Fungi Wood

Jason // September 29 // 0 Comments

The small quarry wood doesn’t have a name. Not one that I know anyhow, and I haven’t heard a name for it during my wanders there. This morning it was fungi wood, or to give it it’s show name ‘wood of the red ones’ in honour of the fly agarics that were bullnosing their way from the damp earth.

Two so far, both far from ripe with one being the size of a tennis ball the other more a ping pong contender. Both deep scarlet orange red dressed in white flakey dots.

The roe deer spotted me first, I was noising my way through in my uncomfortable wellies and very much in my own head telling myself stories that were pure fiction. A doe a think, or a buck without antlers. She dashed across the path maybe 40 yards ahead and dipped her way into the thicket of fallen willow. The last I saw of her was a white bottom flicking through the ramble tangle.

There were a few photos to catch of the quarry face. Although I couldn’t put my intention into words I did have something certain in mind. The scene invoked a memory of old pastoral emotions within me. Thoughts that I can smell easier than name, that essence of fox and badger trails leading into darker places where I can never see, let alone know and name.

I rested a while as the rain pattered on the misted gorse and stained the quarry face a darker shade of pale, and tried to find the words the place conjured. Maybe there are no words, perhaps those words have not yet been wrote, they could yet still be of the underworld realms. They touched me though and, as I sat in the rumble of my mind a pheasant caught my eye. I thought he was injured or ill and decided to leave him in peace at least until I’d gathered my choices into one place.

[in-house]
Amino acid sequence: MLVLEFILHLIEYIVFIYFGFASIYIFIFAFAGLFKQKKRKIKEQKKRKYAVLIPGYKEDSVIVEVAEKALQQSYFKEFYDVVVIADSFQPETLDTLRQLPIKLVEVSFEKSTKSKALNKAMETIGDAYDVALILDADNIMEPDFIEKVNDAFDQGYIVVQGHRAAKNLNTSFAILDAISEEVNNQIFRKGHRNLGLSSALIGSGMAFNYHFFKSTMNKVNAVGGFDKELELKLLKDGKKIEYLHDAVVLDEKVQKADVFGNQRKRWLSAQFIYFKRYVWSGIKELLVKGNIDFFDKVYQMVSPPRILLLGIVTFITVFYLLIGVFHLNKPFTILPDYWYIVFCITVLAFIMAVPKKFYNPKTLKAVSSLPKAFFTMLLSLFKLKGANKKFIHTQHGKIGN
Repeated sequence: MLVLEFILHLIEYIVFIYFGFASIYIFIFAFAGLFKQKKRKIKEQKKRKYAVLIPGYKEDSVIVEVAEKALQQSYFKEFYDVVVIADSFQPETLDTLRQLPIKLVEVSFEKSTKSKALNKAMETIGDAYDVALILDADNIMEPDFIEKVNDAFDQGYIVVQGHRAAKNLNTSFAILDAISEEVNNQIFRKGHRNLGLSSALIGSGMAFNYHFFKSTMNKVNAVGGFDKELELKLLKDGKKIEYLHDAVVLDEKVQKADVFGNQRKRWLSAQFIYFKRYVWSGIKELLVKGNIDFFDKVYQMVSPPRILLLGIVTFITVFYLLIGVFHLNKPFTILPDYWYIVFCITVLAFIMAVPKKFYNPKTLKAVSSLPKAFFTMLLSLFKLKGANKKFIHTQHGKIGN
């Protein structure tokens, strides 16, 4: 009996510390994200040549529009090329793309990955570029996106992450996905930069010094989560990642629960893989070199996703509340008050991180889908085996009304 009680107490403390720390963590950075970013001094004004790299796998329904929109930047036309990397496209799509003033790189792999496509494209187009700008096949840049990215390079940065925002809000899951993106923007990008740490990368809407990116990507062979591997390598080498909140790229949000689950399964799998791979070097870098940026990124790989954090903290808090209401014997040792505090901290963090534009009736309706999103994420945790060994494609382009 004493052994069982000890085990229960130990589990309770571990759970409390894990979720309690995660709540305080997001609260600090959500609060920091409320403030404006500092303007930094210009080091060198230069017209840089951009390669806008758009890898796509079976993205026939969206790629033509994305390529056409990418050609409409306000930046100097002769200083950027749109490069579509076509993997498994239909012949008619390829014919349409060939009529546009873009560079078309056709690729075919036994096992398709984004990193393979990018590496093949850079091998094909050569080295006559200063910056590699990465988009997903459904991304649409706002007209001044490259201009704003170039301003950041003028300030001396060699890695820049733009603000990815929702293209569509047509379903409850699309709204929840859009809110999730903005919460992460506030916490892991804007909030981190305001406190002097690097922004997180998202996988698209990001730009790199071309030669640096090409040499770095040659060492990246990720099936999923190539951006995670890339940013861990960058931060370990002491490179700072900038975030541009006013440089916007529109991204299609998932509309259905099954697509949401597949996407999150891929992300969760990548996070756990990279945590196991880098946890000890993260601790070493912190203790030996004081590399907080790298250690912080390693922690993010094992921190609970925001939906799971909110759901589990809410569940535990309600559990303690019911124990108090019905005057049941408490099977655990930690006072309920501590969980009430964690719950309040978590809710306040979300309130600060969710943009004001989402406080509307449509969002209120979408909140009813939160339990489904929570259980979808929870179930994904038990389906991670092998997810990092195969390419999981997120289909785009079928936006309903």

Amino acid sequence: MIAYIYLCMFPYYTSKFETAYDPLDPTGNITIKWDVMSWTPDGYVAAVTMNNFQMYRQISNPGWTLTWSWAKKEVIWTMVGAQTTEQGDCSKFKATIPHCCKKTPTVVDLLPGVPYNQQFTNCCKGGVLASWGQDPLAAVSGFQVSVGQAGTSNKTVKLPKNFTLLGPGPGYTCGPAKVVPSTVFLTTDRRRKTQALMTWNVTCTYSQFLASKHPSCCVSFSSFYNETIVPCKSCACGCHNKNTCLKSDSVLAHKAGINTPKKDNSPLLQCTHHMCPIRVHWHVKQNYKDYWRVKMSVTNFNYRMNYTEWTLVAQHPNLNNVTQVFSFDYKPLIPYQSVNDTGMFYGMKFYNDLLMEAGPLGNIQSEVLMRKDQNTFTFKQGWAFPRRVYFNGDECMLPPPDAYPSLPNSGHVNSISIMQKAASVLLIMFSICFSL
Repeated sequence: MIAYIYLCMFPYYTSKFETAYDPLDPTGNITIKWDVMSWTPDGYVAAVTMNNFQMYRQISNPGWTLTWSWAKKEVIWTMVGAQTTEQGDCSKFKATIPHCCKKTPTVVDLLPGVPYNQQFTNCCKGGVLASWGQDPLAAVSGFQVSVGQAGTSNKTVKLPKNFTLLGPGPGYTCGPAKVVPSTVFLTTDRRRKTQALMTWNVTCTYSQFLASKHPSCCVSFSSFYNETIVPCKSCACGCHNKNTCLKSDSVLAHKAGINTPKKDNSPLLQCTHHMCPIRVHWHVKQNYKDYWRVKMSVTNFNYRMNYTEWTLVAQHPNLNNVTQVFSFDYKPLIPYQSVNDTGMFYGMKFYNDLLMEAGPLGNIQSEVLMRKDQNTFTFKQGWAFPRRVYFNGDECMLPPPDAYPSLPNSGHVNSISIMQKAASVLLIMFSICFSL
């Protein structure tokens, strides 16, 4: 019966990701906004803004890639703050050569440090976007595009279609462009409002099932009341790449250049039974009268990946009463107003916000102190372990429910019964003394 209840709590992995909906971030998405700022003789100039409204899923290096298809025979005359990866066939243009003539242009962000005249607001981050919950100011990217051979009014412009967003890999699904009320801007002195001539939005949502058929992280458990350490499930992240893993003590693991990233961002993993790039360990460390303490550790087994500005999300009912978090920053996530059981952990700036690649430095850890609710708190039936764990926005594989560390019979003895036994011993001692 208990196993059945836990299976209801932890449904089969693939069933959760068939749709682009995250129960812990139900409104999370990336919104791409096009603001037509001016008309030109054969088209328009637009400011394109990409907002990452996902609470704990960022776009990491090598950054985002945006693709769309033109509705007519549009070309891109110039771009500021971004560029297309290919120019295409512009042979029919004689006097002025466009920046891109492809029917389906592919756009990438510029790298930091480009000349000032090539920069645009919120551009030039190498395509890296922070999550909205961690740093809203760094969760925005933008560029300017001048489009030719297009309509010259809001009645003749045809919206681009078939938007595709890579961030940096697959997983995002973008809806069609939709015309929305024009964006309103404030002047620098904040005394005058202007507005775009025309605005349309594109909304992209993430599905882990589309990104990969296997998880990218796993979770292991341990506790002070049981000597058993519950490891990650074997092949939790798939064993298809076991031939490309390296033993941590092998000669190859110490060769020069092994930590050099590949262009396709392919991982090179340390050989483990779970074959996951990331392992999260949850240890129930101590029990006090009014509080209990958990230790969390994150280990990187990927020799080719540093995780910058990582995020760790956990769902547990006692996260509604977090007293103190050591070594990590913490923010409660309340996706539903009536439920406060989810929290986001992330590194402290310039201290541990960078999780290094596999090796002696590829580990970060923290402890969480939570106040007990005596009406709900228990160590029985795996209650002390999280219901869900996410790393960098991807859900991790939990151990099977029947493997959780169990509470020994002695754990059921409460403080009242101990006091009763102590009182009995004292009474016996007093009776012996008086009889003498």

Slowly I saw him dip his head down so that his eyes were hidden behind a moss strewn twig. Perhaps it was his equivalent of burying his head in the sand as his rufous plumage still sang out as the brightest thing in my world. Maybe in the jungles of Indo China he would blend but not in this still greening scrubby corner of his adopted home.

I turned my attention from him onto two toadstools that curtseyed on a nearby dead limb and as I quietly trod the grass I caught sight of him gingerly making his way from his hiding place. On reaching a safe distance he broke into a run and headed directly away from me into the small fracture of woodland edge that bounded the place.

The two toadstools played nice though. I caught my favourite photo without any fuss. Their interaction was sublime and spoke in that otherworldly language that I know only in dreams.

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About the Author Jason

Jason follows his lifelong vocation as a countryside photographer who tries to catch the spirit of the places he visits. After decades working as a professional editorial photographer he now focuses much of his time on conceptual fine art photography, visual storytelling and in aiding others to follow their creative calling.

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